One of my biggest pet peeves is a bunch of uninformed reporters who lack command of the topic.
Basically it works like this:
- "Expert A says gas prices will do x"
- People in the media take it and run with it
- Generally whatever "it" is, is often misguided and whatever happens to be the most sensational "expert account" gets the attention
Starting on Friday, there were reports readily available suggesting quick increases at the pump of 30 to 50 cents per gallon. Today, I've even heard $1 per gallon!
On Friday, there was no measurable impact on short-term prices due to Harvey. By Monday morning, however, there was a 2 cent per gallon tangible impact I was able to ID based on wholesale orders for fully refined gas.
Looking at the wholesale refined market one to two weeks out... yesterday the upper end of price increases was between 13 to 15 cents per gallon. This morning, that figure is 18 cents on the high end.
There are three main factors:
The US Dollar Index dropped a bit yesterday, as did the the price of oil as Harvey largely missed rigs in the Gulf and demand has dropped significantly with millions of people using very little oil in the impacted areas as they've been sheltering.
Absent from the media’s coverage of oil and gas prices is the role that currency actually plays with all commodities. From Texas to Kenya… if you’re buying a commodity, you’re paying in US Dollars. Now for what you're paying for when you buy a gallon of gas. This is the average:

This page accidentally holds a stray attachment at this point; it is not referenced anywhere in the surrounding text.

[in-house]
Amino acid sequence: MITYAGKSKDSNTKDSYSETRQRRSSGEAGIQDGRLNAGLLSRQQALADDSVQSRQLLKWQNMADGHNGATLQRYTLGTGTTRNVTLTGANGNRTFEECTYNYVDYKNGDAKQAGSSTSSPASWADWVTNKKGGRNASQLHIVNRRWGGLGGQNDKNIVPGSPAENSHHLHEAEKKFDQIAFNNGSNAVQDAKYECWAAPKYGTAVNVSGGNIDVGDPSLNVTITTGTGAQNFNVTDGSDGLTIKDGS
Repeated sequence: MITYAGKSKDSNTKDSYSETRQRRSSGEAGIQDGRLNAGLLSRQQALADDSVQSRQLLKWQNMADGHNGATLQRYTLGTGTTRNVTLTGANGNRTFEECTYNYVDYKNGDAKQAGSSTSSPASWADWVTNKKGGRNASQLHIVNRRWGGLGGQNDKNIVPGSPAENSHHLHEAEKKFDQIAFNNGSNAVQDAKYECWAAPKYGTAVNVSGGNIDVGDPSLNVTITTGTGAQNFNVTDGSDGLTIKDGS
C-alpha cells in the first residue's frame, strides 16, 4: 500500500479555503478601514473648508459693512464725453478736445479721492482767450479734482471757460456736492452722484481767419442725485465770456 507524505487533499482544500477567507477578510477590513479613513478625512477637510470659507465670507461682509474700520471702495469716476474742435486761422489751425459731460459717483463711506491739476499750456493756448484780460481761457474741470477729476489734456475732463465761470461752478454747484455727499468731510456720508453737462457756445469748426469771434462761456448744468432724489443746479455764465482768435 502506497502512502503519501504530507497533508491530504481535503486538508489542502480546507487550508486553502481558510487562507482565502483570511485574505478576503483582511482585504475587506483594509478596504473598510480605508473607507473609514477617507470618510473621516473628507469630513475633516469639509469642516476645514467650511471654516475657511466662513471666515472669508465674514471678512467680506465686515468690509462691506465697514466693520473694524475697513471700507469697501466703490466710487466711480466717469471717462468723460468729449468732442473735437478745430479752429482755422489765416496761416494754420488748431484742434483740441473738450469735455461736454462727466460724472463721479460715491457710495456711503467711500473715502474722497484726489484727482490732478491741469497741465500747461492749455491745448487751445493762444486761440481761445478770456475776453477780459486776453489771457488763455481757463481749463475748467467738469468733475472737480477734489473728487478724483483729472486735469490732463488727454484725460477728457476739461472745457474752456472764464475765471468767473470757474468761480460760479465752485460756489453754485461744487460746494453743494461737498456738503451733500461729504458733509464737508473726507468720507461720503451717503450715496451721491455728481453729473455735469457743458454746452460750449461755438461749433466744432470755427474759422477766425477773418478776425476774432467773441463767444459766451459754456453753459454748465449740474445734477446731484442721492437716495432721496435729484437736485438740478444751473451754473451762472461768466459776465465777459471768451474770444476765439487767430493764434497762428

- 65 percent based on price of oil
- 14 percent refining
- 13 percent taxes (Federal to local)
- 8 percent distribution/transportation
Those are the wholesale costs. Additionally, retail margins by your local gas station typically add 3 percent to the final costs (it's a very low margin business).
So the first important consideration is understanding what the potential liability is from a refining issue and, as you can tell, it's generally a very distant 2nd from a cost standpoint.
This is much different that a Katrina type storm that dramatically disrupted oil supplies in the region. As of this entry approximately 19 percent of refiners are offline in the US (that's 1 percent more than yesterday at this time) .
That being said, many refiners weren't at max capacity previously and can pick up a bit of slack if needed. Supplies were also high prior to Harvey impacting.
So unless there's a systemic issue with refiners not being able to get online over an extended period of time, it's unlikely that price increases would be much beyond what I cited above.
As of now, no pipelines have been impaired that carry refined gas out of the gulf.